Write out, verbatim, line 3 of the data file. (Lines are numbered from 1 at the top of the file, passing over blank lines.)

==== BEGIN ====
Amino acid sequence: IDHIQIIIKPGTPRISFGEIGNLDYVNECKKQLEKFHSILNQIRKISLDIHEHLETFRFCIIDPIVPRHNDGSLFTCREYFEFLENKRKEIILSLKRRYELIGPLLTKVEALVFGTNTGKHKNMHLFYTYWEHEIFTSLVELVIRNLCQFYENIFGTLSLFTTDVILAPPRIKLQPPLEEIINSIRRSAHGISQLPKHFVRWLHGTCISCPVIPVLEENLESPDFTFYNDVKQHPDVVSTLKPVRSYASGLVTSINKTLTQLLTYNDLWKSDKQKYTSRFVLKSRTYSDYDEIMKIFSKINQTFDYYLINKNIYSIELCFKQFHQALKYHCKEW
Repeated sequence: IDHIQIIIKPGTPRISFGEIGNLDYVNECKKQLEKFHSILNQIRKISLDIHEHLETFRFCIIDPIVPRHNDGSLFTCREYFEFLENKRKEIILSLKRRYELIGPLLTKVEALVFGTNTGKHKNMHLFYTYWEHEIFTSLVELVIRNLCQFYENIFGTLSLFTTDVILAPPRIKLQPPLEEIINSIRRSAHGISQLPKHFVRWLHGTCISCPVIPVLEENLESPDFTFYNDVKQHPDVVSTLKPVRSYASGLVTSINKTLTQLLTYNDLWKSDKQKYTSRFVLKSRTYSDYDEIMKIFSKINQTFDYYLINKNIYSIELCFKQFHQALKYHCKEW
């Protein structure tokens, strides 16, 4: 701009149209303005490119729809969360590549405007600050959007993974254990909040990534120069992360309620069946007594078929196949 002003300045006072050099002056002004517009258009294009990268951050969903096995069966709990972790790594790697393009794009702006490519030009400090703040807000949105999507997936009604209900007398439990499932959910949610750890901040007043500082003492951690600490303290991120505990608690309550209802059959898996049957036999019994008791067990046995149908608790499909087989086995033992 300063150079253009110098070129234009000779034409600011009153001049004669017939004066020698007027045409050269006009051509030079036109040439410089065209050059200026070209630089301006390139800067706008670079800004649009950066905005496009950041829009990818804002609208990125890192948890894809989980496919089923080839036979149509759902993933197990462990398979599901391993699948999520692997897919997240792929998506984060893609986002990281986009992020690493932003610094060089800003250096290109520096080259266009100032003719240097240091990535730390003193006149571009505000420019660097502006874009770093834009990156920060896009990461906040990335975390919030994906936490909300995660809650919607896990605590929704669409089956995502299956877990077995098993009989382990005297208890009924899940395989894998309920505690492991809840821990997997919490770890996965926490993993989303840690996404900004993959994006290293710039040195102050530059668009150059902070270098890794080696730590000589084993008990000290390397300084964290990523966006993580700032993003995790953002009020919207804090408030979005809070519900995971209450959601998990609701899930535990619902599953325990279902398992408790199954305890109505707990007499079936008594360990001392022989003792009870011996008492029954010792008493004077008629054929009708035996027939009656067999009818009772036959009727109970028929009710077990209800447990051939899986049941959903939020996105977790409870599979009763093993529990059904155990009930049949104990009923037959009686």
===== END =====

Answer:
């Protein structure tokens, strides 16, 4: 701009149209303005490119729809969360590549405007600050959007993974254990909040990534120069992360309620069946007594078929196949 002003300045006072050099002056002004517009258009294009990268951050969903096995069966709990972790790594790697393009794009702006490519030009400090703040807000949105999507997936009604209900007398439990499932959910949610750890901040007043500082003492951690600490303290991120505990608690309550209802059959898996049957036999019994008791067990046995149908608790499909087989086995033992 300063150079253009110098070129234009000779034409600011009153001049004669017939004066020698007027045409050269006009051509030079036109040439410089065209050059200026070209630089301006390139800067706008670079800004649009950066905005496009950041829009990818804002609208990125890192948890894809989980496919089923080839036979149509759902993933197990462990398979599901391993699948999520692997897919997240792929998506984060893609986002990281986009992020690493932003610094060089800003250096290109520096080259266009100032003719240097240091990535730390003193006149571009505000420019660097502006874009770093834009990156920060896009990461906040990335975390919030994906936490909300995660809650919607896990605590929704669409089956995502299956877990077995098993009989382990005297208890009924899940395989894998309920505690492991809840821990997997919490770890996965926490993993989303840690996404900004993959994006290293710039040195102050530059668009150059902070270098890794080696730590000589084993008990000290390397300084964290990523966006993580700032993003995790953002009020919207804090408030979005809070519900995971209450959601998990609701899930535990619902599953325990279902398992408790199954305890109505707990007499079936008594360990001392022989003792009870011996008492029954010792008493004077008629054929009708035996027939009656067999009818009772036959009727109970028929009710077990209800447990051939899986049941959903939020996105977790409870599979009763093993529990059904155990009930049949104990009923037959009686």